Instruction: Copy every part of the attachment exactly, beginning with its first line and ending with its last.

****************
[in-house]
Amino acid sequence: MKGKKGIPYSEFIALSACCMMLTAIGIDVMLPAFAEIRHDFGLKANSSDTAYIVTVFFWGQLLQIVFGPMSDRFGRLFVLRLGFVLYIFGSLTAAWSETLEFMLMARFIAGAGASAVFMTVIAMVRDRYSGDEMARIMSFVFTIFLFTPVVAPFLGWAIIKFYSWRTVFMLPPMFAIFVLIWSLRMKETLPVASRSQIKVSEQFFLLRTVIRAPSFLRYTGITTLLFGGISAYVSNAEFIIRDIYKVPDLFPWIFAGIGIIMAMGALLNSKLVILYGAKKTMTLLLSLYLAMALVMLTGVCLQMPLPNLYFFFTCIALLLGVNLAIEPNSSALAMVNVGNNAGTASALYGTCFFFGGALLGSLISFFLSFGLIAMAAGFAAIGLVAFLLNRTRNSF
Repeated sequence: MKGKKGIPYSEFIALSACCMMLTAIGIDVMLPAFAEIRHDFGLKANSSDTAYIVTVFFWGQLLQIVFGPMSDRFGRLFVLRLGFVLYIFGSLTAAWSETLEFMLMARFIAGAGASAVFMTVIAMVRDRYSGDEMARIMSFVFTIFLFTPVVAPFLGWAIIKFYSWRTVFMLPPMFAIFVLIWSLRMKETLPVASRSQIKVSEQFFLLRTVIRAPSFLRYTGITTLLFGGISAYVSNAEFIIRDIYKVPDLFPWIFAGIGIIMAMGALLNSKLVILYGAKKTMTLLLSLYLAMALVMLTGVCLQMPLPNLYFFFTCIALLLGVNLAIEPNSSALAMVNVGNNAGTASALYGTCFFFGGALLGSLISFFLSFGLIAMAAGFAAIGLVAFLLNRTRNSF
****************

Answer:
[in-house]
Amino acid sequence: MKGKKGIPYSEFIALSACCMMLTAIGIDVMLPAFAEIRHDFGLKANSSDTAYIVTVFFWGQLLQIVFGPMSDRFGRLFVLRLGFVLYIFGSLTAAWSETLEFMLMARFIAGAGASAVFMTVIAMVRDRYSGDEMARIMSFVFTIFLFTPVVAPFLGWAIIKFYSWRTVFMLPPMFAIFVLIWSLRMKETLPVASRSQIKVSEQFFLLRTVIRAPSFLRYTGITTLLFGGISAYVSNAEFIIRDIYKVPDLFPWIFAGIGIIMAMGALLNSKLVILYGAKKTMTLLLSLYLAMALVMLTGVCLQMPLPNLYFFFTCIALLLGVNLAIEPNSSALAMVNVGNNAGTASALYGTCFFFGGALLGSLISFFLSFGLIAMAAGFAAIGLVAFLLNRTRNSF
Repeated sequence: MKGKKGIPYSEFIALSACCMMLTAIGIDVMLPAFAEIRHDFGLKANSSDTAYIVTVFFWGQLLQIVFGPMSDRFGRLFVLRLGFVLYIFGSLTAAWSETLEFMLMARFIAGAGASAVFMTVIAMVRDRYSGDEMARIMSFVFTIFLFTPVVAPFLGWAIIKFYSWRTVFMLPPMFAIFVLIWSLRMKETLPVASRSQIKVSEQFFLLRTVIRAPSFLRYTGITTLLFGGISAYVSNAEFIIRDIYKVPDLFPWIFAGIGIIMAMGALLNSKLVILYGAKKTMTLLLSLYLAMALVMLTGVCLQMPLPNLYFFFTCIALLLGVNLAIEPNSSALAMVNVGNNAGTASALYGTCFFFGGALLGSLISFFLSFGLIAMAAGFAAIGLVAFLLNRTRNSF